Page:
The first part of the final ascent up to Col Malatra was not particularly difficult and I very quickly my mind drifted away again. I tried to keep up a good pace and gained some on the runners in front of me. However, after a while the trail became steeper and steeper and also a little bit icy with some snow. It looked that someone had put on some sawdust to make the trail less slippery and despite feeling a good grip with my La Sportiva Helios shoes I slowed down more and more as it was so steep. I got to a rope section and tried to pull myself up, but as the rope was not completely stretched, but had got stuck on a rock when I grabbed it and I amost fell when the rope got free from the rock. I was now completely awake, but I went really slow and in the end I found myself just standing there not able to go further forward. To go backward was certainly no alternative, but to my relief I saw a headlight fast approaching when I looked down. It turned out to be Arthur who had made good progress up the climb. I waited a short while for him to reach me and then, after explaining my situation, followed closely in his footsteps when climbing the last part. It was a relief when reaching the top. I took a picture of Arthur, but my Iphone 5 with my camera had again shut down due to the cold which was really irritating. It was cold up there, someone had put a number of large Coke bottles and they had almost frozen and I could barely drink some. Nevertheless, it was not windy at all this night so before descending I switched of the headlight and stood there and watched the bright starry sky over me and the dark valley below. This was the last Col at Tor des Géants and as “Col Malatra” had been my mantra throughout the race it felt as I had made it. The few seconds I was standing there on top of Col Malatra under all stars will be an everlasting vivid memory from the race and one of these magical moments you train for all year when you put on your running shoes to go out in the rain and snow dark and cold fall and winter evenings.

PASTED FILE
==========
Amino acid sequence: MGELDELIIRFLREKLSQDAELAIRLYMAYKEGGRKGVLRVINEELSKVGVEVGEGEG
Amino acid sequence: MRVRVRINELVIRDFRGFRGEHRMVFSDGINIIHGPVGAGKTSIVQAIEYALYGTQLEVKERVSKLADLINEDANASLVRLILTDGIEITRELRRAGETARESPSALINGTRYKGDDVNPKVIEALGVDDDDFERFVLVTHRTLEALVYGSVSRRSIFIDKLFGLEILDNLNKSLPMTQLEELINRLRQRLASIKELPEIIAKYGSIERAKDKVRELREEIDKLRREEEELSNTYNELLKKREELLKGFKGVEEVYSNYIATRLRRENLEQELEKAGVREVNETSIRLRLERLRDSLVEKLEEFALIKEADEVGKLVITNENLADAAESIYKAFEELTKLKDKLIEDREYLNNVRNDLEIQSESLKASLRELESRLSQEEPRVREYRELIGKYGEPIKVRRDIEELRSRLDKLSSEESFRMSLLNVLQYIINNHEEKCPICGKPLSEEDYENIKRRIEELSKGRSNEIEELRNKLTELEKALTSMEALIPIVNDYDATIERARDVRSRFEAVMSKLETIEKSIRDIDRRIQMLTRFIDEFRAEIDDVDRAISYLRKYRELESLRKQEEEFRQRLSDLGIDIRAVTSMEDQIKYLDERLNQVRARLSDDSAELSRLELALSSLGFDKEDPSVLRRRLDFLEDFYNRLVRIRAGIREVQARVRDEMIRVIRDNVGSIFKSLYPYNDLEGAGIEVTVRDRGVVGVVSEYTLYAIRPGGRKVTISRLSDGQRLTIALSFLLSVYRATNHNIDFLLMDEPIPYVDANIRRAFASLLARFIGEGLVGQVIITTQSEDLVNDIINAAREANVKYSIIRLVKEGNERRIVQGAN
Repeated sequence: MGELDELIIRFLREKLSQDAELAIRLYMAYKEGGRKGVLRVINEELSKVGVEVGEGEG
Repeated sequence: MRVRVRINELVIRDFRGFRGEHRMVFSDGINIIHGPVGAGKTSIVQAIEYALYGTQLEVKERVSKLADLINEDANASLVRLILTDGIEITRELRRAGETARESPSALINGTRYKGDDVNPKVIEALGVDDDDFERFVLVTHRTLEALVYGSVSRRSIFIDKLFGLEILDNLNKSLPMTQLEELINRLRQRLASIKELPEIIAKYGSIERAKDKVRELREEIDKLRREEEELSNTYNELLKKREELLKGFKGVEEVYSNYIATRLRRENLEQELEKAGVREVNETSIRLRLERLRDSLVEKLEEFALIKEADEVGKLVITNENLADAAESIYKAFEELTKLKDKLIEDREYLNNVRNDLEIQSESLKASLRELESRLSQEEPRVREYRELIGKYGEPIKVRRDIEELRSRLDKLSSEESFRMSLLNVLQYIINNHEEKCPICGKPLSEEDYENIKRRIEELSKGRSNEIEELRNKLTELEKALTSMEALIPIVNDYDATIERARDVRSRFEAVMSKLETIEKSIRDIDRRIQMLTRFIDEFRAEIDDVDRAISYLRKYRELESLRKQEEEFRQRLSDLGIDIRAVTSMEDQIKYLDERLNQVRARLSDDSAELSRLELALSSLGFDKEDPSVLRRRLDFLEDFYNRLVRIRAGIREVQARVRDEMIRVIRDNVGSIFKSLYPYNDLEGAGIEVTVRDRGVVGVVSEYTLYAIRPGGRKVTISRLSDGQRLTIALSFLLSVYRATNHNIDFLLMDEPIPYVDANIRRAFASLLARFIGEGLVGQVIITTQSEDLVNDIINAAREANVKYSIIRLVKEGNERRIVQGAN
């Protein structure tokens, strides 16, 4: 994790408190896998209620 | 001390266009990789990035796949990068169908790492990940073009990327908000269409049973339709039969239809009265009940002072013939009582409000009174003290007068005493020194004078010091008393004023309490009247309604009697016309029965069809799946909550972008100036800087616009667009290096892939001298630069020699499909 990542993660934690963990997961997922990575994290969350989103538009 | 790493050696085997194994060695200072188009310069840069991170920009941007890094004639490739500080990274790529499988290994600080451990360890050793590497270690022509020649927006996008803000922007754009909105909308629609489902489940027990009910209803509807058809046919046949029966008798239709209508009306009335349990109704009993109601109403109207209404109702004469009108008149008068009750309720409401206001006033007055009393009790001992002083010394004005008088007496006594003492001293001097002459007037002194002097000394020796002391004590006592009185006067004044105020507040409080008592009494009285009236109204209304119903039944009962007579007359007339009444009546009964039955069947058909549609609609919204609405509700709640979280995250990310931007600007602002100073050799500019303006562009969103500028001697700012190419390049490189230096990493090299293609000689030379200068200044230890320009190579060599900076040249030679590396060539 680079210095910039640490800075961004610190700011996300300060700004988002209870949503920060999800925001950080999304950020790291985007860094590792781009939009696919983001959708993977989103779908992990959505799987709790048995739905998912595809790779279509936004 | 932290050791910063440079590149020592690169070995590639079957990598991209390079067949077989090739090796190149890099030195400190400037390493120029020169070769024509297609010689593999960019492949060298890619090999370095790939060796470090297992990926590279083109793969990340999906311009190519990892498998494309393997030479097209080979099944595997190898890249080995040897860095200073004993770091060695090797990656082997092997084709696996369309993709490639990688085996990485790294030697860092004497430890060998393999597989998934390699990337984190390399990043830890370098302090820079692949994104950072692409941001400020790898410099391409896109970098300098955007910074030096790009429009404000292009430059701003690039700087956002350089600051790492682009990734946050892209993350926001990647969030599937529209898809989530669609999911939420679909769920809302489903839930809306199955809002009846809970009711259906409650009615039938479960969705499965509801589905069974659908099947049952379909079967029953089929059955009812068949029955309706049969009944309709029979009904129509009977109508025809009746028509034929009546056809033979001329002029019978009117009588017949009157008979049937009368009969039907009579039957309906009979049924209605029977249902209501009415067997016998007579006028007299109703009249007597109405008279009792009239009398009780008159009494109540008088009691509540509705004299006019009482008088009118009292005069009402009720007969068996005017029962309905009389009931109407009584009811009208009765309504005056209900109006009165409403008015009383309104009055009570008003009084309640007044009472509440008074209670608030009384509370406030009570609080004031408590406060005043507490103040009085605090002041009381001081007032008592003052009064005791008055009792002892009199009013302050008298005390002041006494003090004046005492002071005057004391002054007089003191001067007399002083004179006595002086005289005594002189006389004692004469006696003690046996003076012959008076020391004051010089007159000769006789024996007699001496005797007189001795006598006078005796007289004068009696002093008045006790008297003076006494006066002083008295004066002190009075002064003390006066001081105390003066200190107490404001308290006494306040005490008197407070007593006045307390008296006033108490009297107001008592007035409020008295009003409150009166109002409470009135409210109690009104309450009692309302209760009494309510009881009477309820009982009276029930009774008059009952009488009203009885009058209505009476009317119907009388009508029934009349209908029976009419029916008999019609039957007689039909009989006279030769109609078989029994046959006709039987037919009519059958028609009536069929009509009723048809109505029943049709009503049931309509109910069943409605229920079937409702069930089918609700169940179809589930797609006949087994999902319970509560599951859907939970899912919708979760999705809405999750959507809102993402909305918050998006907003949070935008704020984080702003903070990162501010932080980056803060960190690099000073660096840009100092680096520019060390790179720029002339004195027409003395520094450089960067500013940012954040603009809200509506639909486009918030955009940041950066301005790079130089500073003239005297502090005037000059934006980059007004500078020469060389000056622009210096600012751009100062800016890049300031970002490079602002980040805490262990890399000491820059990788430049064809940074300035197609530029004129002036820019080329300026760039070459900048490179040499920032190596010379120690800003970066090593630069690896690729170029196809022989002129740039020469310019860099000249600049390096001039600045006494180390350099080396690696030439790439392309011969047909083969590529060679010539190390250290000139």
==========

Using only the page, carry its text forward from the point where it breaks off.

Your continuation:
The race was however certainly not over as I quickly realized when starting the arduous descent trailing Arthur towards Rifugio Bonatti. He must have taken it really slow as I could see his headlight in front of me for most of the descent towards the Rifugio. The trail was winding back and forth between dark summits and I had difficulties orienting myself and it felt like it took forever to reach the Rifugio. I was almost fully awake and my legs felt strong and even though my running speed was not high I was still running and the pain in my feet had almost completely disappeared. I reached Rifugio Bonatti at 5.28 am on Friday morning and was surprised that it had taken so long to get there. Arthur had also just arrived and was talking to his wife on the phone trying to get her to meet him at the last Rifugio before Courmayeur. I decided to quickly continue to the finish, perhaps I could have breakfast in Courmayeur after all, and took a quick cup of tea caldo with lots of sugar and some cookies before going out in the early morning.